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Much to shout about in Hush 3


by Stephen Hall (UK film critic)

Much to shout about in Hush 3

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Every now and again you come across a masterpiece. On this occasion for Hush 3: Twisted Innocence you’d have to travel to Barbados for the third of this trilogy, which is where this premiere was held as the movie was filmed and set in the paradise island.
   This is the finest feature film to be released from Barbados and is most likely to gain many awards. It’s on general release from January 20, 2011.
It’s rare that a film “moves” me, yet Twisted Innocence achieved the almost impossible, combining laughter balanced with horrific life drama involving all the crimes of life imaginable.
So what’s it all about?
Raped and physically abused by their drug dealer father Morris, Mikisha, pregnant at age 15, and her sister Claire, motherless and broken-hearted since the age of ten, are both at the brink of emotional disaster from Hush 2: End The Silence.
Now, a persistent Mikisha is 17 and determined to overcome those obstacles which are now seeking to destroy the fragile relationship between herself and her sister. Mikisha is spewing anger while Claire is now drowning in alcoholism, sexual perversion and drug abuse. The baby’s father, Troy, still loves her whereas Makisha looks to Brent for love.
Drama and intrigue await as these twisted strands play themselves out in this riveting real life tale.
Wow! That’s enough to fill any drama series, let alone a one-off movie that fits nicely into the concept of the three Hush movies. Teenagers beware. Watch this trilogy and learn before it’s too late.
Getting to the bare bones, enough criticism could and was levelled at Hush 1 and 2 for the camera work, editing and general acting abilities and Hush 2 was a giant leap over Hush 1.
Hush 3 leaves all of these worries behind. The Red camera is used to bring crystal clear pictures of the paradise island (I would guess the tourism authority will be pleased to see the magnificent background shots). The editing is much tighter, and Marcia Weekes has presented a screenplay that matches her high quality direction. It’s of high note that the cast and crew donated their time and energy to provide this high quality movie.
The lead actors, Sophia Thomas and Lesley Cumberbatch, enjoy wonderful full-character arcs, while Mac Fingall is allowed to deliver a remarkable athletic coach’s dream performance.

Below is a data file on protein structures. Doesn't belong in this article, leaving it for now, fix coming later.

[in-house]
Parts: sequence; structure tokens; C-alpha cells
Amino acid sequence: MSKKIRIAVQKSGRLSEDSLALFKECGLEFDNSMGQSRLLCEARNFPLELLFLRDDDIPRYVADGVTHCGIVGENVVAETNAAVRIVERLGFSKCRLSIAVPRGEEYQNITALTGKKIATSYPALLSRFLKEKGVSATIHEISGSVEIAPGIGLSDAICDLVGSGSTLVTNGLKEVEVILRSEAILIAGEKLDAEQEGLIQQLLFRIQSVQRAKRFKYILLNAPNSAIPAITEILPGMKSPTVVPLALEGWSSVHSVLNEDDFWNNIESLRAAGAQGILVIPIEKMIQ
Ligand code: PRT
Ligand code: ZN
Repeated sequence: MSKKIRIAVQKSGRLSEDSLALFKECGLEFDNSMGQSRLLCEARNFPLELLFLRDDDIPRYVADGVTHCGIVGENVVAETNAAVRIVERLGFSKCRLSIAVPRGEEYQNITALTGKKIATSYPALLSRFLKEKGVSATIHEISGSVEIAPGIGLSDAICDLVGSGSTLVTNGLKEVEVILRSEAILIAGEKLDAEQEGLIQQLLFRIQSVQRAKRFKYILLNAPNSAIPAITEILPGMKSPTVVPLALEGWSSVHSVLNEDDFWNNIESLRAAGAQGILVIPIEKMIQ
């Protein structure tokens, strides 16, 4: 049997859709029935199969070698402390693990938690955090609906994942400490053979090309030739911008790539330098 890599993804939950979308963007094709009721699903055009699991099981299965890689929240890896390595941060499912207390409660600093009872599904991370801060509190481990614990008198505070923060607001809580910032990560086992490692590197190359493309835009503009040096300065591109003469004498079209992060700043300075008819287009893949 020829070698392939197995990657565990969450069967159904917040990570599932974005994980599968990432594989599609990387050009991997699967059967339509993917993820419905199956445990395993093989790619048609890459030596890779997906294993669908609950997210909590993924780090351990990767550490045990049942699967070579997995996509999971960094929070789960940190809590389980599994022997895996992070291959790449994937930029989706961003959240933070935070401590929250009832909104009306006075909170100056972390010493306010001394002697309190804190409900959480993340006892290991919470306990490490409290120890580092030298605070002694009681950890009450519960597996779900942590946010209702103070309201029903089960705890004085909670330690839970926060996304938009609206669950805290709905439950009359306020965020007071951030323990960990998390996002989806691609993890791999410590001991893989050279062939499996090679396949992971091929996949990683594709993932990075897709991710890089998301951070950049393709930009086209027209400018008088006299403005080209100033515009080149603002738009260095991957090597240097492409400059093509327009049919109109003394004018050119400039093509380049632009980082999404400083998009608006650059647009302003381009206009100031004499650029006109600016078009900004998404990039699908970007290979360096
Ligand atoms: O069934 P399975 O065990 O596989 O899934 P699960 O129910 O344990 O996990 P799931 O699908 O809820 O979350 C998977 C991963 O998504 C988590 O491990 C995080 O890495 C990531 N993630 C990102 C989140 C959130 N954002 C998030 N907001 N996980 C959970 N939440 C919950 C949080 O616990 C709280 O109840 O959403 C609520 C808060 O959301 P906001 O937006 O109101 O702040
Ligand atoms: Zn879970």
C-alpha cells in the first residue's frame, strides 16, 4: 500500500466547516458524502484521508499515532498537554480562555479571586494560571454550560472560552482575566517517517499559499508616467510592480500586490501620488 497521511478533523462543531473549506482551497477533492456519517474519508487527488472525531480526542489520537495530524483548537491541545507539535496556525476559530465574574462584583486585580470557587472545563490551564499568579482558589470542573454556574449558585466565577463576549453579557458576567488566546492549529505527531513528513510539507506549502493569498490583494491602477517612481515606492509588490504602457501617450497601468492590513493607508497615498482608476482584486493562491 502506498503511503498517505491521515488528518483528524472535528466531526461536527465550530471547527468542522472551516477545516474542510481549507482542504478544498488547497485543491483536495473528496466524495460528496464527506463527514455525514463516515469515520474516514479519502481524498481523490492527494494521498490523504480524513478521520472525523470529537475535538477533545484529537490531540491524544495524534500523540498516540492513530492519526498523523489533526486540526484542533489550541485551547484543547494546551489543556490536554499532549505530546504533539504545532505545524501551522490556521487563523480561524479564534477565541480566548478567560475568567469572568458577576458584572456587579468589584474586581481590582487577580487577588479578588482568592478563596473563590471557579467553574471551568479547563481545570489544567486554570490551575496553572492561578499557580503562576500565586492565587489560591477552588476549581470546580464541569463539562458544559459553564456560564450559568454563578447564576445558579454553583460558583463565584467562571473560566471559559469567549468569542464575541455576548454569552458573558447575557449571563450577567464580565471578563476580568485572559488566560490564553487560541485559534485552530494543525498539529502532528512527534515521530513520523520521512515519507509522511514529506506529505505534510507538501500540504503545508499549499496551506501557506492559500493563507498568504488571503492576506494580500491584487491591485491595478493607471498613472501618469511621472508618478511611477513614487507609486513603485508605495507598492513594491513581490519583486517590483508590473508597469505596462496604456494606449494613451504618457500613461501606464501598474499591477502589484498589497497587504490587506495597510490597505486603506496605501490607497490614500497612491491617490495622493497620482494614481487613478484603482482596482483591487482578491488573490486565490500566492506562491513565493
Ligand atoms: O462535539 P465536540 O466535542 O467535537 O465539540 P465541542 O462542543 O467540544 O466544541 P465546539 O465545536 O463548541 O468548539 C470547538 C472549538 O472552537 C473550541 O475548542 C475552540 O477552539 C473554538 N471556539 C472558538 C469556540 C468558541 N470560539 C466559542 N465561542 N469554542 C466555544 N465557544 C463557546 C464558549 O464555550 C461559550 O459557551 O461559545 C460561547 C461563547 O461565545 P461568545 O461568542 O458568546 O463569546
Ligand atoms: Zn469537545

Claudette Wadman persists with being the mother and friend of the river of teenagers in trouble.
One wonders how she gets through her day with her mental health intact. Mark Daniel grows to be a quality actor as he shows emotions hard to learn and even more difficult for an actor to portray.
The film had many not only amusing, but exceptionally funny moments.
Nevertheless, the amount of humour among such dark subjects is magnificently exposed. The coach’s speech at the wedding was hilarious. It will be replayed on YouTube for many years to come.
The use of music was spot on. It was the perfect mix to match the occasion of the scene and blended well throughout. Local acts were used and prove it’s not just Rihanna that moves this small country on an international level, although Rihanna does a wonderful job, by herself, as a one-girl Barbados tourist industry. She’s not in this movie, so don’t go expecting her radiance.
Towards the end of Act Two we receive terrible news. I won’t spoil it here. The twist was both unexpected yet unconditionally shocking. The stunned silence of the audience was both respectful and full of disbelief as they took in the brilliance of the screenplay and direction.
Some Barbadians will be shocked at the subject matters discussed in this movie.
They’re here and now. They exist. Don’t try and hide behind the cold truth. The people who worked this movie deserve great praise and raised the bar for teenage information/torment movies. Teenagers are young people trying to find their way in life.
They try things. Some work out, some don’t. Experimentation happens.
Don’t ignore it. All those of us over 21 were teenagers once. Think back. This could just go on to be the movie of the year. It’s that good.

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